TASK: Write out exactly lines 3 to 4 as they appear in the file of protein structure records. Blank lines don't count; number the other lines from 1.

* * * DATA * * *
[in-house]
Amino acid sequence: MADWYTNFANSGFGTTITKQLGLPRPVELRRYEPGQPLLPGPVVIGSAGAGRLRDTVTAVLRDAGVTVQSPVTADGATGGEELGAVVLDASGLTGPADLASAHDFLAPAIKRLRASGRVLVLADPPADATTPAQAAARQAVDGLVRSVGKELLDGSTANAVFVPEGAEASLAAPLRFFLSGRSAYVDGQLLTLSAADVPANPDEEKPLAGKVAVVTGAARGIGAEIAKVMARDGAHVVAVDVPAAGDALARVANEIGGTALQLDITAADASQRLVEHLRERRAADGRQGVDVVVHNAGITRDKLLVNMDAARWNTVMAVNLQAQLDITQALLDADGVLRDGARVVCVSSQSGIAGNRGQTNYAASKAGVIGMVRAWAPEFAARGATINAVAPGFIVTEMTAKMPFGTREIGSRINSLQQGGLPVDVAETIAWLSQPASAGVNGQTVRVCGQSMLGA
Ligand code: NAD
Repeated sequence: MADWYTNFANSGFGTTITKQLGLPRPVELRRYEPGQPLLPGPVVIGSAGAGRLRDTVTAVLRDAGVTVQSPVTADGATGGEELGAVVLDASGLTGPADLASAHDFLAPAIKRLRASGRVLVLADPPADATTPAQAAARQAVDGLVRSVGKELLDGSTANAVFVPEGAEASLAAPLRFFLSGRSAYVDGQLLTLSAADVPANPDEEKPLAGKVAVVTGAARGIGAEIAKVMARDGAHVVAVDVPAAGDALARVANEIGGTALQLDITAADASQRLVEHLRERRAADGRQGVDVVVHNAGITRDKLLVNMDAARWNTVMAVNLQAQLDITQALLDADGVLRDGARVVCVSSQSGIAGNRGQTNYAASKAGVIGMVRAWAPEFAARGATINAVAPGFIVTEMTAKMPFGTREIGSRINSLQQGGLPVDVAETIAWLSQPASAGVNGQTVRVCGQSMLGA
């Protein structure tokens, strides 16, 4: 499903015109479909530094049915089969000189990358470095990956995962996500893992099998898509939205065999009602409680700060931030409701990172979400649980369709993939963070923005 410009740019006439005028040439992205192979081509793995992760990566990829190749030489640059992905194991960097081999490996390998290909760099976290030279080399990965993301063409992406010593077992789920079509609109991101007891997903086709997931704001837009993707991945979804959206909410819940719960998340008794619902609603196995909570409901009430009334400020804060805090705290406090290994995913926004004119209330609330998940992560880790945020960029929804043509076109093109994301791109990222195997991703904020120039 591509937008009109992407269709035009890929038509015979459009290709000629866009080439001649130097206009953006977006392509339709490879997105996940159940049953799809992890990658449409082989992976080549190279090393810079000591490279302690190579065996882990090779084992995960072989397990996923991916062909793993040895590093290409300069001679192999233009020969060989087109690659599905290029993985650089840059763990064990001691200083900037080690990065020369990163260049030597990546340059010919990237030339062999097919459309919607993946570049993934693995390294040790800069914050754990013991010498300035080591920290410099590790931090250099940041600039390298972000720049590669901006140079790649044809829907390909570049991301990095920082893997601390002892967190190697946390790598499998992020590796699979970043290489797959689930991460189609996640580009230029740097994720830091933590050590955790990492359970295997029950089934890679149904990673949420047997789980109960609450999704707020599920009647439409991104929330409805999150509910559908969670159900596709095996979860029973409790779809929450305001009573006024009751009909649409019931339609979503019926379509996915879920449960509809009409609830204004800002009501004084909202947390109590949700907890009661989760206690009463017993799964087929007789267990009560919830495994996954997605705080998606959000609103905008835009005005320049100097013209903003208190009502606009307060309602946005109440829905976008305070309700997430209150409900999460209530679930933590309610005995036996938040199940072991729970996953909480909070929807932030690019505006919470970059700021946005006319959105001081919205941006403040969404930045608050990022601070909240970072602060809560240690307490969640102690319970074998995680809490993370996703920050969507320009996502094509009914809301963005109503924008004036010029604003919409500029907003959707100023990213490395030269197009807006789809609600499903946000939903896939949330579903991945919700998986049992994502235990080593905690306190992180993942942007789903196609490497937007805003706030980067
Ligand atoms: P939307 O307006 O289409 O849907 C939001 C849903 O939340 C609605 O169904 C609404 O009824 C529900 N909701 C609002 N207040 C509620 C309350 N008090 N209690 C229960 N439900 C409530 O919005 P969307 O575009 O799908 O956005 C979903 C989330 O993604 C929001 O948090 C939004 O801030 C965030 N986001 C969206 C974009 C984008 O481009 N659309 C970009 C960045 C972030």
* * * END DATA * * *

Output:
Ligand code: NAD
Repeated sequence: MADWYTNFANSGFGTTITKQLGLPRPVELRRYEPGQPLLPGPVVIGSAGAGRLRDTVTAVLRDAGVTVQSPVTADGATGGEELGAVVLDASGLTGPADLASAHDFLAPAIKRLRASGRVLVLADPPADATTPAQAAARQAVDGLVRSVGKELLDGSTANAVFVPEGAEASLAAPLRFFLSGRSAYVDGQLLTLSAADVPANPDEEKPLAGKVAVVTGAARGIGAEIAKVMARDGAHVVAVDVPAAGDALARVANEIGGTALQLDITAADASQRLVEHLRERRAADGRQGVDVVVHNAGITRDKLLVNMDAARWNTVMAVNLQAQLDITQALLDADGVLRDGARVVCVSSQSGIAGNRGQTNYAASKAGVIGMVRAWAPEFAARGATINAVAPGFIVTEMTAKMPFGTREIGSRINSLQQGGLPVDVAETIAWLSQPASAGVNGQTVRVCGQSMLGA